It has just rained, the sky is clear. The moon is full. A bride and her groom are walking back to her village to meet her lover. But the groom is a poet, and before the song, he warms up with a doha,

'Laali mere laal ki, Jit dekhun tith laal. Laali dekhan main gai, to main bhi ho gayi laal.'
(As I sought the beloved, I began to see Him everywhere. I was so enraptured that I lost myself in Him.)

The terrain gets rocky and slushy. After a while, the young girl begins to tire. Her mood drops and she starts crying again.


'Slow down! I cant walk as fast as you,' she cribs.

'Why not? We are going to meet your lover. You should be walking faster than me.'

'Look at my clothes! Look at all this jewelry! Try walking two steps dressed like this.'

'All right, I get your point. Ok, sit on my back. We can't afford to slow down.'

So she climbs on his back and he carries her like a child. She is overwhelmed and can't stop crying. To soothe her, Kabir starts humming below his breath.

As he has intended, her curiosity is aroused.

'Can't hear you. Sing aloud, please,' she requests the master.

'Naiiharavaaaa humakaa na bhaaveyy, humakaa na bhaaveyy,
Naiharavaa... aaaaa'

Kabirs voice resounds in the dark night, lighting it up with melody.

Naiharwa humka na bhave

Sai ki nagari param ati sundar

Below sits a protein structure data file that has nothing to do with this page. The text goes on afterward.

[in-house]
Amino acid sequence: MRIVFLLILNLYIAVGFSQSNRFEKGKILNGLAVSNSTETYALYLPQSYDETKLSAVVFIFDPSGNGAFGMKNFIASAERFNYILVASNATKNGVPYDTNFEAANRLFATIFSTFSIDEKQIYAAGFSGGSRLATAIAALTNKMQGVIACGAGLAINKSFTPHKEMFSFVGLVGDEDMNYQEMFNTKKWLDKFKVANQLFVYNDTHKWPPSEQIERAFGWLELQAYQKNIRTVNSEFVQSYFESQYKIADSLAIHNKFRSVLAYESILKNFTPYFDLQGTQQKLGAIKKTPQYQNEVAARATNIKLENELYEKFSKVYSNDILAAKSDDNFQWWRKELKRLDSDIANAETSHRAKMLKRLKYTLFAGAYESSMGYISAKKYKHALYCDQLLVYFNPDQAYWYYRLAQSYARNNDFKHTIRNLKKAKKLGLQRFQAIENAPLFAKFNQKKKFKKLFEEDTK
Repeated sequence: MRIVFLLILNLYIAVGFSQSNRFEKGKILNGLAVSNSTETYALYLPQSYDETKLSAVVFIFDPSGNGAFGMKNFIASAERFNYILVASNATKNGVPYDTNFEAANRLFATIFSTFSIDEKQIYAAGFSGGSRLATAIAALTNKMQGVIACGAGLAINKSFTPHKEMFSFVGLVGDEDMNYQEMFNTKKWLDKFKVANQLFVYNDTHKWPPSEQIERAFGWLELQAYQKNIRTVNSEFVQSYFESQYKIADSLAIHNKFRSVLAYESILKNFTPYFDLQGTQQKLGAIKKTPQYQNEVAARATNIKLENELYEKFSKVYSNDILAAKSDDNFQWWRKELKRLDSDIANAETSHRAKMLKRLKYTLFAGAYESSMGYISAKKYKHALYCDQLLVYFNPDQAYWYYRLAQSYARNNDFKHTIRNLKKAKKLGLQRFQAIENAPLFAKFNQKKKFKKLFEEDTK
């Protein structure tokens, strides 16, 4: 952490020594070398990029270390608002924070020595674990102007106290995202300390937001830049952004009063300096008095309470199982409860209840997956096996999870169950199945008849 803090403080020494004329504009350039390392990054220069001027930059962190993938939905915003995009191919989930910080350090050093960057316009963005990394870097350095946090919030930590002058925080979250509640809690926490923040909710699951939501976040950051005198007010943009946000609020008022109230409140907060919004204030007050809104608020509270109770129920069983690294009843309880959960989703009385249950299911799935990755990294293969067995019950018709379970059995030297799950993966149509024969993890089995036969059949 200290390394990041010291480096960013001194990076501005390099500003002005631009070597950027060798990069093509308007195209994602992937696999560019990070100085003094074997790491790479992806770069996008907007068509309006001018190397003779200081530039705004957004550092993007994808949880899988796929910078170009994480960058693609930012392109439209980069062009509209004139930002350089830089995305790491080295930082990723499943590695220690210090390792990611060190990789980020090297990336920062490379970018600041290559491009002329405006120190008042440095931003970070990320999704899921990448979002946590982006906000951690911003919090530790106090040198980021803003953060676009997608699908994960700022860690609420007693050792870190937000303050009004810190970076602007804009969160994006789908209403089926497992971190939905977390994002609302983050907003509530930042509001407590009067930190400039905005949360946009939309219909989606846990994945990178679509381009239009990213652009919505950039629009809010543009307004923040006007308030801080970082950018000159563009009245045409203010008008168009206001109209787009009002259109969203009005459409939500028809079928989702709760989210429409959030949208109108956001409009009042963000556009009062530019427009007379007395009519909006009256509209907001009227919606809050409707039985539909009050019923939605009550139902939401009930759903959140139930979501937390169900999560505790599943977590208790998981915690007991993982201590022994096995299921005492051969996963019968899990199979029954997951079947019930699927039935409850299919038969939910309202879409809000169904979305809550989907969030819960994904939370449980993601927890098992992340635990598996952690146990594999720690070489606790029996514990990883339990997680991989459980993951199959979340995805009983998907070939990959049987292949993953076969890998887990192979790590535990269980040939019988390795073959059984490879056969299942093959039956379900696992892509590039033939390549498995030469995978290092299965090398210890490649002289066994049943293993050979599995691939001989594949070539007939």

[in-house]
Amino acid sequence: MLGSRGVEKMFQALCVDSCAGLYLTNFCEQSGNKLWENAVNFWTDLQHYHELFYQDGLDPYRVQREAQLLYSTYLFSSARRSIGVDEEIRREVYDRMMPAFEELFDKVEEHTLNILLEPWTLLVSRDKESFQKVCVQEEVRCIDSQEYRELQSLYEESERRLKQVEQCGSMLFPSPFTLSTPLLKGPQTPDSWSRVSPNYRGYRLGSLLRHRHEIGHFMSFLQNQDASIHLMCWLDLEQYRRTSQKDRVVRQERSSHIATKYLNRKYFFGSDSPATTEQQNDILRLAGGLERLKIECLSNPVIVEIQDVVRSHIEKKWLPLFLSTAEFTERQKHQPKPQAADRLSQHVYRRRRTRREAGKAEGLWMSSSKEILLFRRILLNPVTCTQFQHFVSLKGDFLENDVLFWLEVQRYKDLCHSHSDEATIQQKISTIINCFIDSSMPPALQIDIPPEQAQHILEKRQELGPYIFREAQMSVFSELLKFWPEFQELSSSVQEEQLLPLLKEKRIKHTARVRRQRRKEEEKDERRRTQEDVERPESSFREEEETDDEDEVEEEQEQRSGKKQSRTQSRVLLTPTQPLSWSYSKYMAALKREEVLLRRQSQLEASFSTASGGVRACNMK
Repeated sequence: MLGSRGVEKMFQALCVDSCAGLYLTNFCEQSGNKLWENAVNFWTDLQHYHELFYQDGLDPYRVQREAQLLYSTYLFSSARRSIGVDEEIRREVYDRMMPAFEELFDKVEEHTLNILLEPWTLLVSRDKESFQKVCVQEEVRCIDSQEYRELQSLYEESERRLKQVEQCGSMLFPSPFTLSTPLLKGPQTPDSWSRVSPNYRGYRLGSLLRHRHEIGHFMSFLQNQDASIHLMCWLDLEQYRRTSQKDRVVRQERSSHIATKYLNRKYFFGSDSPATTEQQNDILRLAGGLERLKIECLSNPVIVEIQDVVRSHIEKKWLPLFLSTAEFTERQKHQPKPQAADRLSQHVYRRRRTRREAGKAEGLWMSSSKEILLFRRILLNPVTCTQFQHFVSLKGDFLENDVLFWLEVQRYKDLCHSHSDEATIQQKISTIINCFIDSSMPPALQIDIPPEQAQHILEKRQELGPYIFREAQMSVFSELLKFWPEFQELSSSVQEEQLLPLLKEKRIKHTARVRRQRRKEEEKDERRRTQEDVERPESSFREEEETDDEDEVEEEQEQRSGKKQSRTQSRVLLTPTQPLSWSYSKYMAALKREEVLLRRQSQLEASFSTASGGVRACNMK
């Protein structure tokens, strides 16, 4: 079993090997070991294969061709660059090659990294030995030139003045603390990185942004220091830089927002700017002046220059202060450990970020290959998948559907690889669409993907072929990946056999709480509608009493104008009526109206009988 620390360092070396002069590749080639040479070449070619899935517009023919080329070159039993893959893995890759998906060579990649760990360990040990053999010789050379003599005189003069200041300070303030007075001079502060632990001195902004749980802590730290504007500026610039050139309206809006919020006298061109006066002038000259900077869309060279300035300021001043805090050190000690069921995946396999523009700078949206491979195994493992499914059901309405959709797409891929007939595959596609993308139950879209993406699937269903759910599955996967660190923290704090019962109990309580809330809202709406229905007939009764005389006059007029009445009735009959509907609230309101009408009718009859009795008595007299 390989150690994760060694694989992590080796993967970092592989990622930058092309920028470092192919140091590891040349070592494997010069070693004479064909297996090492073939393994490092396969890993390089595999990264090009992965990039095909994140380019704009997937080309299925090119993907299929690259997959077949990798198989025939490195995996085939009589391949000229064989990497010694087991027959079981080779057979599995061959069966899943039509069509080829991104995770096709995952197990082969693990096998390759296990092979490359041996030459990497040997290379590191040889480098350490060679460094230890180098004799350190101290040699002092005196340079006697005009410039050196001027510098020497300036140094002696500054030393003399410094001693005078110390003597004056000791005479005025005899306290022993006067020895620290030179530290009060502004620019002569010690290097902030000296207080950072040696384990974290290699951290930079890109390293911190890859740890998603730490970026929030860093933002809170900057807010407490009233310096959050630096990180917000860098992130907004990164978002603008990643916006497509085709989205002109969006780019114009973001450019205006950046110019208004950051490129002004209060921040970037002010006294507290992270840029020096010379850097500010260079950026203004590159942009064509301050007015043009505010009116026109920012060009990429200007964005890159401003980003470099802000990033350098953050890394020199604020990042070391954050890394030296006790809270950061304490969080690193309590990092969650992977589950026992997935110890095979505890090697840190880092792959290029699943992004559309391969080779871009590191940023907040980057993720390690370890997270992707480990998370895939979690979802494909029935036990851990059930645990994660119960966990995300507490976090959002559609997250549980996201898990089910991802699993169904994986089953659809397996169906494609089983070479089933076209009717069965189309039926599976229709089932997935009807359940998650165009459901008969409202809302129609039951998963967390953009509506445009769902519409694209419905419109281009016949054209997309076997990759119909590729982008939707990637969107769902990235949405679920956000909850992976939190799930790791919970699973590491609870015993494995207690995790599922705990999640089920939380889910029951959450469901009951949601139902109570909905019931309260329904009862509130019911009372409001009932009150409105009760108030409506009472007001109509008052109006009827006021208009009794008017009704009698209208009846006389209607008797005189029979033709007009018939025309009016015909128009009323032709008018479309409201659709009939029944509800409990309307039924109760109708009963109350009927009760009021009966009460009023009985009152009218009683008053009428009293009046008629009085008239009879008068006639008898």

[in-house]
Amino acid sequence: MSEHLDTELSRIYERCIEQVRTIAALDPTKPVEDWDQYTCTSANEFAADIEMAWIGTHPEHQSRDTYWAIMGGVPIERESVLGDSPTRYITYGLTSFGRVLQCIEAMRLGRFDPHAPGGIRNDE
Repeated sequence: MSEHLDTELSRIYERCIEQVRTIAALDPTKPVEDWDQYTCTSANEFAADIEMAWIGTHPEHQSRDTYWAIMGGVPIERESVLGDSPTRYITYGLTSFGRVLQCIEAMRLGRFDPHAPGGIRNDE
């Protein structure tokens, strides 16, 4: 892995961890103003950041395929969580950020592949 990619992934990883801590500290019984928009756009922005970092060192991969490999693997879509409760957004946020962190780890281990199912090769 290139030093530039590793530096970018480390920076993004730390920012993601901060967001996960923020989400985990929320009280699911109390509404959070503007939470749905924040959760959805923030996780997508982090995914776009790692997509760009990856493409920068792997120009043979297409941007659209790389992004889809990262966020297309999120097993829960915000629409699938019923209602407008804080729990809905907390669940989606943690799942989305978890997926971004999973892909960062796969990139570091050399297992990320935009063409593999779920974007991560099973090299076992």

Jaha koi jaaye na aave

Chand suraj jahaa pavan na paani

Ko sandes pahuchave

Darad yaha Sai ko sunave

Bin Satguru aapno nahi koi

Jo yaha raah bataave

Kahat Kabeera sunoh bhai sadho

Sapane na Preetam aave

Tapan yaha jiya ki bujhaave


(Most of you must have heard this song, sung by Kumar Gandharva, Shabnam)

  1. (translated to English by Linda Heiss)

I don't like my native place.
The lord has a city of absolute beauty
where no one comes or goes,
where there's moon or sun,
no water or wind.
Who will carry this message?
Who will tell the lord of my pain?
I can't see the path ahead,
and going back would be a shame.
Oh beloved, how can I reach
the in-laws' house?
Separation burns fiercely.
The juice of sensuality
keeps me dancing.
Without a true guru
there's no one we can claim,
no one to show the way.
Kabir says, listen friends, seekers,
even in a dream my love won't come
to put out these flames.
The innocent girl's entire turbulence flows out.

For a little while after the song, there is silence. A deep, beautiful silence, a vast space where something happens. Something that can change a person's life. Kabir starts wondering if she has fallen asleep, when, all of a sudden, she starts crying again.

'Now what? You hungry?'



She is a fifteenth century village girl. But she finds her voice.

'Tore sang jaaungi.' I shall go with you.

He is a fifteenth century weaver. Who's just got wed.

'Pakkaa?' Sure?

'Sau takaa pakkaa.' Hundred per cent sure.